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Oh, the possibilities...


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I've noticed a trend over at Disney these past few years: taking the classics [The Little Mermaid, Lady & The Tramp, and Peter Pan, to name a few] and capitalizing on their popularity by making sequels to them, usually many years after the original was created. Thus, we have titles like "Little Mermaid 2--Return to the Sea," "Lady & The Tramp 2--Scamp's Adventure," or "Peter Pan 2--Return to Never Never Land" [too bad Spielberg already did Hook!:rolleyes:].

I'm sure you can see where this is heading. How about it?

1. Swan Lake 2: Odile's Story

2. Sleeping Beauty 2: Queen Aurora

3. Giselle 2: Albrecht & Bathilde

4: Jewels 2: Sapphires, Amethysts, & Opals

That's enough for now.

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Or what about a prequil, which is just as common. We could finally know what drives Mrytha to hate men (too bad Macmillan isn't around any more). I suppose the awful prologues to Swan Lake are sort of prequils, but a whold ballet starring Rothbart as a young and enthusiastic jumper (perhaps he started life as a jester) would finally give men a chance to really take over Swan Lake.

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The Giselle prequel could also include a bit on why Albrecht feels the need to go slumming with peasant girls, and also it could explore his relationship with Wilfrid. Very Freudian. Not to mention explaining where Giselle's father went.

Even though Sleeping Beauty has a prologue already, you could have a prequel which would explain why the king and queen hate Carabosse so much, and what kinds of traumas Carabosse endured in her childhood that would make her so vindictive and brutal.

Note to creatively starved choreographers & directors: Don't try this at home, kids.

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In certain corners of Corporate America (where I spend my days, and alas, some of my evenings, weekends, and holidays), "The Seven Habits of Highly Effective People" has a big following. (Since I could never remember more than two of the seven habits at any given time, and can't seem get rid of the seven-squared bad ones that I already have, I've remained a model of one of those Highly Ineffective people whose life is organized -- I use the term loosely -- by a plethora of yellow post-it notes stuck on every available surface ...) So, perhaps it's time for a sequel to Balanchine's Four Temperaments called The Seven Habits. There would of course have to be a variation for each habit:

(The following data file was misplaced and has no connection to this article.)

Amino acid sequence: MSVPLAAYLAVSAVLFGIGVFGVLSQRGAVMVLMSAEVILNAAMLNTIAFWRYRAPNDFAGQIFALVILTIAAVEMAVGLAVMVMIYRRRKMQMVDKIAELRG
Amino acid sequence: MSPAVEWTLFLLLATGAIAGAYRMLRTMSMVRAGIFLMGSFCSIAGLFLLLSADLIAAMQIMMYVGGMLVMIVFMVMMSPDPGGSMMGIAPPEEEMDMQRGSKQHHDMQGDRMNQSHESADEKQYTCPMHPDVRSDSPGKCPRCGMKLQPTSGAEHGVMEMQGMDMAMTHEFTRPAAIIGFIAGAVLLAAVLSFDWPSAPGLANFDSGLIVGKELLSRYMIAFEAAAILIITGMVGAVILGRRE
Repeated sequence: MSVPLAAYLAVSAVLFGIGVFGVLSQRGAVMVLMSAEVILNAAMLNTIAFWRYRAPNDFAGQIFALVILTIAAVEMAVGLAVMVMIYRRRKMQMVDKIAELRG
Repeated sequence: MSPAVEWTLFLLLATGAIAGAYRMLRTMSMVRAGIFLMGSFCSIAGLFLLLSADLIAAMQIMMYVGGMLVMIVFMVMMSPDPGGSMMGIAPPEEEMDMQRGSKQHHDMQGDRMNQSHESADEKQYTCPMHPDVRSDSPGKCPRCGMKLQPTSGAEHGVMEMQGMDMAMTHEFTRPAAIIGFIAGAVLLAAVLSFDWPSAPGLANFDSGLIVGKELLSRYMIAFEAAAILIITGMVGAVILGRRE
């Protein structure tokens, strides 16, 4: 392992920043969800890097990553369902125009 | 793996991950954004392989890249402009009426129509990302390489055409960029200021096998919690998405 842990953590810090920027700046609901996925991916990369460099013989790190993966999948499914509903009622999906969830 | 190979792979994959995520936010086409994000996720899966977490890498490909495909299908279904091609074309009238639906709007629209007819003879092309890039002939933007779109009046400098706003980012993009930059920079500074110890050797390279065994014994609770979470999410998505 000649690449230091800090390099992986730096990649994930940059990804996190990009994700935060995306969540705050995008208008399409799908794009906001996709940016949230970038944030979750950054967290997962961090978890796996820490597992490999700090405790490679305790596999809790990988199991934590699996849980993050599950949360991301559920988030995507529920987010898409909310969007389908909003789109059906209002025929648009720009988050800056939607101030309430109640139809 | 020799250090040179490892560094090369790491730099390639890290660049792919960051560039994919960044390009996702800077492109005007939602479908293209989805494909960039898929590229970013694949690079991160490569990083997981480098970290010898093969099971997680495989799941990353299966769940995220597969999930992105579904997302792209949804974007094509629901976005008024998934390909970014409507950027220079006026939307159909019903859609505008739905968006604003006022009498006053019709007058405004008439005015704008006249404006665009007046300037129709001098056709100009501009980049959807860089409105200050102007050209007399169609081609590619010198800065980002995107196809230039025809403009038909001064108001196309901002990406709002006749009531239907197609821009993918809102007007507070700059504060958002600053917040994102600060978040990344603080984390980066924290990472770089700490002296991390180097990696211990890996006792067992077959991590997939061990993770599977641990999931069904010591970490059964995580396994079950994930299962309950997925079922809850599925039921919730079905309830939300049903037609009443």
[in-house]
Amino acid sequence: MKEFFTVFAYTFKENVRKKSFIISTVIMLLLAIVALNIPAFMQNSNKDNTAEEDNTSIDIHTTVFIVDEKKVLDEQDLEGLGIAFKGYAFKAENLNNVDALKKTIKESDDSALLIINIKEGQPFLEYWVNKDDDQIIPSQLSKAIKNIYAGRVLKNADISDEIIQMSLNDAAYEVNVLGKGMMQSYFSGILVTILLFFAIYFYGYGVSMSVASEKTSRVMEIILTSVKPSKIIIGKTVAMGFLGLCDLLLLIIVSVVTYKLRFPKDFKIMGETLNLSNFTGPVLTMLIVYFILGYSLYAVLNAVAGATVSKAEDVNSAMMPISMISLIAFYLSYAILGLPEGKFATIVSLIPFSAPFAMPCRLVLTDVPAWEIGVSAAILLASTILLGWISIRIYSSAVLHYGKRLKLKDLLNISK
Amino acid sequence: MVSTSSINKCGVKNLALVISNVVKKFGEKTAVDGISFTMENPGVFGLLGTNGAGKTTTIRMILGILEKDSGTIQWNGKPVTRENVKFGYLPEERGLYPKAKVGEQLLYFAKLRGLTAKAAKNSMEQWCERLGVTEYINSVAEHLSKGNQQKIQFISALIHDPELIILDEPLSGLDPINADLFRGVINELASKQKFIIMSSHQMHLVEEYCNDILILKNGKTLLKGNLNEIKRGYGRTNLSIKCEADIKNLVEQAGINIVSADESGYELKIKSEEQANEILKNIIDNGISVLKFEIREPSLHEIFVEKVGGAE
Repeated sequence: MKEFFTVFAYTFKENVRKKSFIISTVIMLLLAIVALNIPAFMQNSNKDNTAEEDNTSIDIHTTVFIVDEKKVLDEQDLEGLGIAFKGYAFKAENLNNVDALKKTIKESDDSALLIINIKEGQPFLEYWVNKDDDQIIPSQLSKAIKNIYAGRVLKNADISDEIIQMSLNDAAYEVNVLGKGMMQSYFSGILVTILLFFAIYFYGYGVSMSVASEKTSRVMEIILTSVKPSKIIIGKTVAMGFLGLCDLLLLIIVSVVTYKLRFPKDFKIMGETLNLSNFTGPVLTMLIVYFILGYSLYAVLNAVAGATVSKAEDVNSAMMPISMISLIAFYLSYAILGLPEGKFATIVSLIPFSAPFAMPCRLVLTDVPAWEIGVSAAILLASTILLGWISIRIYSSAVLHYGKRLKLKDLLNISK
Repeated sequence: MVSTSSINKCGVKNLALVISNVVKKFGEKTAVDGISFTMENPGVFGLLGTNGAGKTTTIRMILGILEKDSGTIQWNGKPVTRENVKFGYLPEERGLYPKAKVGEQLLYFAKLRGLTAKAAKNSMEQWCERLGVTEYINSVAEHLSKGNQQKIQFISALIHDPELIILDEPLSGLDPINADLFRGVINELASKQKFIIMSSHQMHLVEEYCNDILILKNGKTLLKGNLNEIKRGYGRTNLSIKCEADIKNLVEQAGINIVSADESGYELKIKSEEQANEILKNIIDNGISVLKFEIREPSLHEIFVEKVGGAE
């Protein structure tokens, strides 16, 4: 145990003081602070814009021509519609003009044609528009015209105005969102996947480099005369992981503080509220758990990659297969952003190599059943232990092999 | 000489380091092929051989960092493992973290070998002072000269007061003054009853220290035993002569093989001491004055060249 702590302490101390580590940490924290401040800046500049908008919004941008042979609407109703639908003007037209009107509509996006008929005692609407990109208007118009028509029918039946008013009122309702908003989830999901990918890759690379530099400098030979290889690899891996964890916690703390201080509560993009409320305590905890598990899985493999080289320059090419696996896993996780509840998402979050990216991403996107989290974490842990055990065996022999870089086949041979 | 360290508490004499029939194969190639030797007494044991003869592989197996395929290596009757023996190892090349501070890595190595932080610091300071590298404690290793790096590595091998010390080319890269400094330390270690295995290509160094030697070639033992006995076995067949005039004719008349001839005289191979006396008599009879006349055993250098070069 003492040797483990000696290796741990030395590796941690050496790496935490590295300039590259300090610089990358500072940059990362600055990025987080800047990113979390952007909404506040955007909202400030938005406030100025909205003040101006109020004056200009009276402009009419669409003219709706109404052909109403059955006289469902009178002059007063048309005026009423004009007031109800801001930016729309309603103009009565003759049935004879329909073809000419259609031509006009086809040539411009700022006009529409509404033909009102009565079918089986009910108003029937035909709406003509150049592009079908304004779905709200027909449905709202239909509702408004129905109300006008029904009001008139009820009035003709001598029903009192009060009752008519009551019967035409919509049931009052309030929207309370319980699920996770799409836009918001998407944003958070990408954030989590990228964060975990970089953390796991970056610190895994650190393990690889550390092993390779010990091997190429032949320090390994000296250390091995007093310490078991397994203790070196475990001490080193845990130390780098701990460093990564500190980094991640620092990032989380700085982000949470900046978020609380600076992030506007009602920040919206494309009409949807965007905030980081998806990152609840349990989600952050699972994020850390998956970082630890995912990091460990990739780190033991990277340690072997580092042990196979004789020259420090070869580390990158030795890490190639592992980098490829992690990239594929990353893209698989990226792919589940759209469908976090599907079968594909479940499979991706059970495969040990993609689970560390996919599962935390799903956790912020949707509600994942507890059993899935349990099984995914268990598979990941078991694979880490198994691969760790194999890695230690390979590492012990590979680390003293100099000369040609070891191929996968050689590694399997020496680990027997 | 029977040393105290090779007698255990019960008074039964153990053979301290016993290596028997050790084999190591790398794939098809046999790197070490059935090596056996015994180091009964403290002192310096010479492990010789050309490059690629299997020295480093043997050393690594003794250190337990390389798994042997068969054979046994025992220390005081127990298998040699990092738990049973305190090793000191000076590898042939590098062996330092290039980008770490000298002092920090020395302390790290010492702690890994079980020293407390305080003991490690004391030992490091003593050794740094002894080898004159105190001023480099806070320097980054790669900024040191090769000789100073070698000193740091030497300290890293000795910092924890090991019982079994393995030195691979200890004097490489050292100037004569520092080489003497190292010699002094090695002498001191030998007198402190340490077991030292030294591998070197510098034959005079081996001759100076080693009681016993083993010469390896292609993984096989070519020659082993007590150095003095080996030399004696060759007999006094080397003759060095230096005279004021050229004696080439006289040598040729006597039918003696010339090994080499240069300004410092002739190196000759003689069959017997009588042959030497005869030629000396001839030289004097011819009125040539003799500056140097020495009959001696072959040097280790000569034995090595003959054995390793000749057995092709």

Be Proactive

Begin with the End in Mind

Put First Things First

Think Win-Win

Seek First to Understand, Then to Be Understood


Sharpen the Saw

Perhaps a different Diamond Project choreographer could be assigned to each habit. As for music, hmmm? -- do we use other of Hindemith's works, commision something new, or let the choreographers choose?

Since the New York Times now has a best-seller list for self-improvement books, perhaps it's time for a whole self-improvement triple-bill consisting of "The Seven Habits," "Chicken Soup for the Soul", and "Who Moved My Cheese" (I don't know what this could be the sequel to, but I say we give it to Mark Morris, whom one could imagine actually having fun with it). I think Martins, Forsythe, and Kylian have already done their versions of "Men are from Mars; Women are from Venus." Indeed, I think Martins has done many, many versions ...

Alternatively, the Fairies in Sleeping Beauty could bestow the Seven Habits (e.g., we could replace the Fairy of Generosity with the Fairy of Synergy, say, or the Win-Win Fairy).

There would be some rights issues of course -- the copyright on Melancholic, Phelgmatic, Sanguinic, and Choleric had long expired by the time Balanchine commissioned the score ...

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Ah! So now cash-starved ballet companies can auction off the naming rights to their fairies, just like cash-starved municipalities have been selling off the same rights to ballparks and the like.

But why stop there? Why not put EVERY name, including all the characters and the names of the ballets themselves, up on the block?

How many rich, doting daddies wouldn't just love to change the name of Clara (or Masha, or whoever) in the Nutcracker to their own special little girl's? How many ballet companies wouldn't seize on this new source of revenue if it were to be made feasible?

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Odile is saved by environmentalists * who clean her feathers with a detergent (New sponsor here - Proctor & Gamble etc. Sample packets distributed in the lobby) Snowy white once more she and Siegfried go off together to live happily ever after.

* Or was it the Suds Fairy?

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